When I first started to work with people on the autistic spectrum, I was given a very bad piece of advice: because the brains of people with autism were damaged, one should not listen to what they had to say. The implication was that they had nothing useful to contribute.

I repeat this now only because it highlights how completely our perspective on autism has been challenged and redirected by the autobiographical accounts of such courageous people as Temple Grandin, Donna Williams and many others, presenting us with the view from the inside.

Starting as a biologist, for a long time now I’ve been fascinated by the possibility of combining the insight people with autism have given us with the abundance of current research - and also what I have learned in 45  years of practice. This I have tried to do in a book I have written called The Anger Box.

With one in 100 children being born on the autistic spectrum, most people know someone, or know of someone who has contact with a child or adult on the spectrum. And yet when we meet them, society does not really understand how to connect with them. From our outside point of view they may appear awkward and unresponsive, as if they did not want to know us, absorbed in their own world and, occasionally having inexplicable, bizarre behavioural outbursts.

These are people like us. Some are extremely able but some have autism allied to severe learning disabilities. Contrary to the original idea that they are cold and aloof, some tell us they do love people, are lonely and long to fit in but cannot cope with the sensory overload. Living in a version of the sensory reality we share, their experience is of a runaway kaleidoscope where the pattern never settles. All are trying to make meaning, they are looking for coherence.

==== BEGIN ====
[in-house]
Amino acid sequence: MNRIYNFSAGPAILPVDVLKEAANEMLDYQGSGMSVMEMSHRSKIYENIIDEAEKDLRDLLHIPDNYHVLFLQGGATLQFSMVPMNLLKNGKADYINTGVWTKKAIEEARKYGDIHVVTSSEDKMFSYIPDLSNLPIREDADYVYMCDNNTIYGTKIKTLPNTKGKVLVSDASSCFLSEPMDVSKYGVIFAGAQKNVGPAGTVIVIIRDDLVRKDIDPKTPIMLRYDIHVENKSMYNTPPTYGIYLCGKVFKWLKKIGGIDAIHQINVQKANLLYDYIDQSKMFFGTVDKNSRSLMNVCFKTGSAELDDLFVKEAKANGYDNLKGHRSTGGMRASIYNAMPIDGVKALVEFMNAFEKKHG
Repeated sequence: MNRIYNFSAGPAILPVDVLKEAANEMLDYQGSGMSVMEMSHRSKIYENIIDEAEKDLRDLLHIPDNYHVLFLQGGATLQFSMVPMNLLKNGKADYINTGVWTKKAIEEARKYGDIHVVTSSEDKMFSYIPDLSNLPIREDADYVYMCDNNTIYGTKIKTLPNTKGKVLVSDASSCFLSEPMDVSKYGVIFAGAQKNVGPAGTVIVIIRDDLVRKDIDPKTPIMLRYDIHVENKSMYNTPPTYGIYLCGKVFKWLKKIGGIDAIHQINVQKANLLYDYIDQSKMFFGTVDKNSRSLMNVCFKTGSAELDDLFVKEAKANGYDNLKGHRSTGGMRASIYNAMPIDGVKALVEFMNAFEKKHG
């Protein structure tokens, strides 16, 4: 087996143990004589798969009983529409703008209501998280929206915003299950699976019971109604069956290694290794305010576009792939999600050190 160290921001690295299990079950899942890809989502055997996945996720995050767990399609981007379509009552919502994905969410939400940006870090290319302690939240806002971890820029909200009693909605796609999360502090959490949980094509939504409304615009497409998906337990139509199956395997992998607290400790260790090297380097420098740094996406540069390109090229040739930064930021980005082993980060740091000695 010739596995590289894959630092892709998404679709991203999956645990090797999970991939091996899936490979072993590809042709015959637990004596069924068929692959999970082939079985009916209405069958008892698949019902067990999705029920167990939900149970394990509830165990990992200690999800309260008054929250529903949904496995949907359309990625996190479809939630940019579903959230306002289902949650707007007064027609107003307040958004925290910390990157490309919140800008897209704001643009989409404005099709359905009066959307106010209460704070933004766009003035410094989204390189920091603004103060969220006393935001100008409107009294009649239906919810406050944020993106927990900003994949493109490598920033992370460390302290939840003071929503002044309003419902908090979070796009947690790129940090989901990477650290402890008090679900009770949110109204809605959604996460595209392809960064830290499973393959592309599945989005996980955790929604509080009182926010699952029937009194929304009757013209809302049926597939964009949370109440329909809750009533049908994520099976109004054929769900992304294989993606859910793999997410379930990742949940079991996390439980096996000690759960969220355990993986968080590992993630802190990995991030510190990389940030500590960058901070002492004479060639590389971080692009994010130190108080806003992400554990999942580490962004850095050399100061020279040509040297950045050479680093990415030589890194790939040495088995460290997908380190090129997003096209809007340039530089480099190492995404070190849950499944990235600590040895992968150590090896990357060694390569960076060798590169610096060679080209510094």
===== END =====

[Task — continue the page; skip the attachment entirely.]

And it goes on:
We can help the brain to work more effectively if we introduce an autism-favourable environment by reducing signals that increase sensory overload

A good idea of the sensory battleground they inhabit can be gained by looking at a short piece of film made by a woman with autism,


In particular, she says her brain, ‘is like a dial-up modem, if you feed it too much data it will crash’. And a child says the crash, ’feels like having his head in a car-crusher.’

The Anger Box explores how we can help the brain to work more effectively if we introduce an autism-favourable environment by reducing signals that increase sensory overload, and stepping up signals such as non-verbal use of body language to communicate and build up emotional engagement.

But it also investigates less well researched subjects such as, for example, Donna Williams’ fascinating remark that when she wears tinted lenses she can actually hear better – and also possible links between self-injury and damage to cranial nerve five, the trigeminal nerve.

Because of the sensory difficulties that are at the centre of their lives, in the eyes of society children with autism are constantly ‘getting things wrong’. The Anger Box explores the very real psychological pressures imposed on children with autism by the rejection they feel, either overt as from their peers but also by adults who do not understand their condition and see them as personally challenging.

Hope comes from understanding: researchers and practitioners need to listen to each other and especially to learn from what those on the spectrum have to tell us about their inner world and how we can bridge the gap between us.

Click here to purchase a copy of The Anger Box by Phoebe Caldwell